Lean Production Tour: Lyall’s Recap [Photos]
We promised pictures and a recap of the SoCal Lean Tour, so here they are!
This year’s Southern California Lean Tour, December 2–3, was an incredibly rewarding experience for the Lyall team. Along with three other companies, Fender Musical Instruments, Inland Empire Health Plan (IEHP) and Abbott Vascular, we moved a group of 60 highly engaged businesspeople through six stations within the plant to share with them what we’ve learned over the years. This was Lyall’s second time as a featured company on the tour, so we tried to really fine-tune the presentation to get the most out of the limited time we had.
Here’s a quick overview of our six stations:
Hoshin Kanri — Here, we talked about how Lyall applies the PDCA process to its strategic planning through the experiments of Hoshin Kanri.
Right Sized Equipment — This part of the tour focused on the ways we incorporate this methodology into LYCOFIT® assembly cell as well as applying lean principles into our custom machine building.
Single Piece Flow — For this section, we visited our EFV assembly cells and demonstrated how Single Piece Flow is the heart of a balanced process.
Toyota Kata — We used a Riser assembly cell to illustrate how we’re beginning to incorporate this methodology into the Lyall business system.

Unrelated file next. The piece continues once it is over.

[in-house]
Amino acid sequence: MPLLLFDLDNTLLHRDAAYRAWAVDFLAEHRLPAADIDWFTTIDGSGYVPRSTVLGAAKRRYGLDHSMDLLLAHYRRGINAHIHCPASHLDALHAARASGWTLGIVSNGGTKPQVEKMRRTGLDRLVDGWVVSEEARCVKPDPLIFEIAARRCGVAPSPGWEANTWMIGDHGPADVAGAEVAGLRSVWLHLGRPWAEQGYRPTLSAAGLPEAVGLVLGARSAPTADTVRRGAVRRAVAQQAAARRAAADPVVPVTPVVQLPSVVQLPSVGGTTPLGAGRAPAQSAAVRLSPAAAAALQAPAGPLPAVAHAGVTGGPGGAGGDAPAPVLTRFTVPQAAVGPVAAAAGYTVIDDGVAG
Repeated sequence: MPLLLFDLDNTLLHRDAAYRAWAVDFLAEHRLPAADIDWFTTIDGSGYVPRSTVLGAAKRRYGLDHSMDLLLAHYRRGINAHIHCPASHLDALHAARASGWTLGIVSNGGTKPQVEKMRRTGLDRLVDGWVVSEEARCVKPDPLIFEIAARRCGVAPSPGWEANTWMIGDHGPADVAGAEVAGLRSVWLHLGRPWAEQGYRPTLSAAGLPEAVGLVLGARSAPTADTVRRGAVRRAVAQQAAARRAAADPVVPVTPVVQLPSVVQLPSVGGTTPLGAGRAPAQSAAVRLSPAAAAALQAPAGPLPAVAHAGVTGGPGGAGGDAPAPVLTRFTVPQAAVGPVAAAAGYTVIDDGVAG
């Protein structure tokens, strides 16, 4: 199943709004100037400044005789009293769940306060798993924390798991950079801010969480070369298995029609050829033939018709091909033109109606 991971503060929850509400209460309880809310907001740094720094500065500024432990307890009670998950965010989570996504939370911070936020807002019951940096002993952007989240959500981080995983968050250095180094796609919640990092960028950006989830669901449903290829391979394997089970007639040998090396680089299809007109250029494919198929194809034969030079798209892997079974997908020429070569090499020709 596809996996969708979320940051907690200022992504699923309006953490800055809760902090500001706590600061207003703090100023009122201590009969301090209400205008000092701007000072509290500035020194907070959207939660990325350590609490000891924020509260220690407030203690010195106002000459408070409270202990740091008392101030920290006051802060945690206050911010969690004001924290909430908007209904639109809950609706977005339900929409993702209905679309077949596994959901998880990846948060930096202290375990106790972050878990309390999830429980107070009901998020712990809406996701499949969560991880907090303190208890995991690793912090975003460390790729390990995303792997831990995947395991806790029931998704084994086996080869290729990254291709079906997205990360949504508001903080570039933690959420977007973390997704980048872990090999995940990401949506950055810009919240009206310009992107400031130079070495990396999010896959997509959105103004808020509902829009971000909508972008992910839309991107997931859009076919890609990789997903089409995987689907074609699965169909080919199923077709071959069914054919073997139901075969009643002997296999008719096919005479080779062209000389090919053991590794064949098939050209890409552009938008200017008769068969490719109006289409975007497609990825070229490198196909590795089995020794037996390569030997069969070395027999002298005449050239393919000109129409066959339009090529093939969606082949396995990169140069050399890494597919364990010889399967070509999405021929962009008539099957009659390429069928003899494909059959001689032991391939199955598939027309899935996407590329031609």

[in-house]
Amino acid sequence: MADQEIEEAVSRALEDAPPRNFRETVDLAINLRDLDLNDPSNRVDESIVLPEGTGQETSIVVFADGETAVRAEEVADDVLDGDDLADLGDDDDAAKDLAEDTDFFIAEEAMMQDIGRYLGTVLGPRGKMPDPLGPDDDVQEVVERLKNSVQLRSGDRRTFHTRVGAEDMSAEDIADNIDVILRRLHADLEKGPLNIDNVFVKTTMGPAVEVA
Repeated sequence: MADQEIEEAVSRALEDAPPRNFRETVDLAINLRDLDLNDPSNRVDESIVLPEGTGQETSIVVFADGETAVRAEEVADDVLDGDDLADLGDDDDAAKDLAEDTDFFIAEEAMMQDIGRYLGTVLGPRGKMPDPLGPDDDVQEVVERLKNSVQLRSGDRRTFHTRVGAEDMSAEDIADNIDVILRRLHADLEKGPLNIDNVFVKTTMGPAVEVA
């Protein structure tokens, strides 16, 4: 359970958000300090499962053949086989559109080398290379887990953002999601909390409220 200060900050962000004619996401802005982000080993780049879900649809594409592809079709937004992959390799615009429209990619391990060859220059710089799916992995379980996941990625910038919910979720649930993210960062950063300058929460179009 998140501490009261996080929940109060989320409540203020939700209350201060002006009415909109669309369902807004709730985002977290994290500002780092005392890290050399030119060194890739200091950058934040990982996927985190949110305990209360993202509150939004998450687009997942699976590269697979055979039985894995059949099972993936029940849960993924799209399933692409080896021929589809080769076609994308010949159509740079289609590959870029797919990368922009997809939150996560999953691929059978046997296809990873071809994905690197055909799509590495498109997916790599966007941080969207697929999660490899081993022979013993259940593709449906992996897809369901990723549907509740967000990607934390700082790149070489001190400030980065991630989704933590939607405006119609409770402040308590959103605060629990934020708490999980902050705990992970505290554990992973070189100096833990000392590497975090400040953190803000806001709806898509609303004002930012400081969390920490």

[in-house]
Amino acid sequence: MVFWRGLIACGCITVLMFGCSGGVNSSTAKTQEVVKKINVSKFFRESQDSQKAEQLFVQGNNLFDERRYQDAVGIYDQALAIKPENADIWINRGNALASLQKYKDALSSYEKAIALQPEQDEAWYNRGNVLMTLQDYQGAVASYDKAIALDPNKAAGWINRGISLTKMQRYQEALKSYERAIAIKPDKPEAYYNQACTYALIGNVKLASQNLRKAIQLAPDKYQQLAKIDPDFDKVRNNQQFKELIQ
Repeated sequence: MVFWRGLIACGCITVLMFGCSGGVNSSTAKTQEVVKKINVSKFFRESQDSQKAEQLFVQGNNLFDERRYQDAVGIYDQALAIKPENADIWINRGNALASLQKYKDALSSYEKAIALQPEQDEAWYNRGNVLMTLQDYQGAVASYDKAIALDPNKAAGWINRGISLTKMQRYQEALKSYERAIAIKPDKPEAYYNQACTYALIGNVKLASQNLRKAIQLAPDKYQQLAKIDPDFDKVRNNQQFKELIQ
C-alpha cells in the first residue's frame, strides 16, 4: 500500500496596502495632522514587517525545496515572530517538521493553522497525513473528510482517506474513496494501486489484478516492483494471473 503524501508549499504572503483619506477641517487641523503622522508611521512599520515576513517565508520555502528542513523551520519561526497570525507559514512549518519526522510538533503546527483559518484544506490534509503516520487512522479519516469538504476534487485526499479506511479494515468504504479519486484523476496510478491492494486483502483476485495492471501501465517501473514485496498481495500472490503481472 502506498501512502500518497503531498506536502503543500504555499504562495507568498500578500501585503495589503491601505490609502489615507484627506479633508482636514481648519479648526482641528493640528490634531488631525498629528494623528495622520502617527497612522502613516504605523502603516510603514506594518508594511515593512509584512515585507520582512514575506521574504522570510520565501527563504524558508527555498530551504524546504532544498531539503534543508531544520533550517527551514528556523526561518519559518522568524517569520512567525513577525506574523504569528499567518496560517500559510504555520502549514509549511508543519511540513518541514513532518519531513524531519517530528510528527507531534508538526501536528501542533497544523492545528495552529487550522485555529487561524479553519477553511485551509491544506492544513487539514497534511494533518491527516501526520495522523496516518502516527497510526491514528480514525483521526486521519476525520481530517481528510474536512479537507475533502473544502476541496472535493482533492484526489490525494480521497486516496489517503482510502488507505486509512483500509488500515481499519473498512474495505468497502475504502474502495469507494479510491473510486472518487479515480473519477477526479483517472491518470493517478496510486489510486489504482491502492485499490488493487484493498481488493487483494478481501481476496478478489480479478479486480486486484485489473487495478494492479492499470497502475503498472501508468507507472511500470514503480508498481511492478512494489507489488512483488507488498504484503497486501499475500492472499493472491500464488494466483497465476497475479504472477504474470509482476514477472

Kaizen Blitz (Formal Rapid Improvement Event) — The Spool Fabrication Cell served as the backdrop for discussing this highly efficient methodology.
Poka-Yoke (Mistake Proofing) — To help attendees understand how to apply mistake proofing, we referred to the PE to PVC Transition Assembly Cell.
The highlight for us was the engagement and interaction of the attendees and the encouragement the Lyall team received from AME Western Region Board Member Tom Murphy, who called ours one of the best tours he’s seen. We asked Tom if he’d like to share any additional thoughts about the tour for this recap. He said, “Visually, Lyall is among the best in the industry of those on a lean journey. The Lyall Business System exemplifies their degree of separation from lean thinking as knowledge of a tool-set to lean thinking as the interconnectedness and synchronization of people, process and purpose enabling the manufacture of a single heartbeat to deliver the voice of the customer.”
Wow! Thanks, Tom, we’ll take it! It’s great to know that our hard work is paying off not only from a business perspective but also from a human one—there’s nothing better than being allowed to serve as an example to those eager to learn.
If you’re eager to learn more about Lean Manufacturing, check out these other blog posts!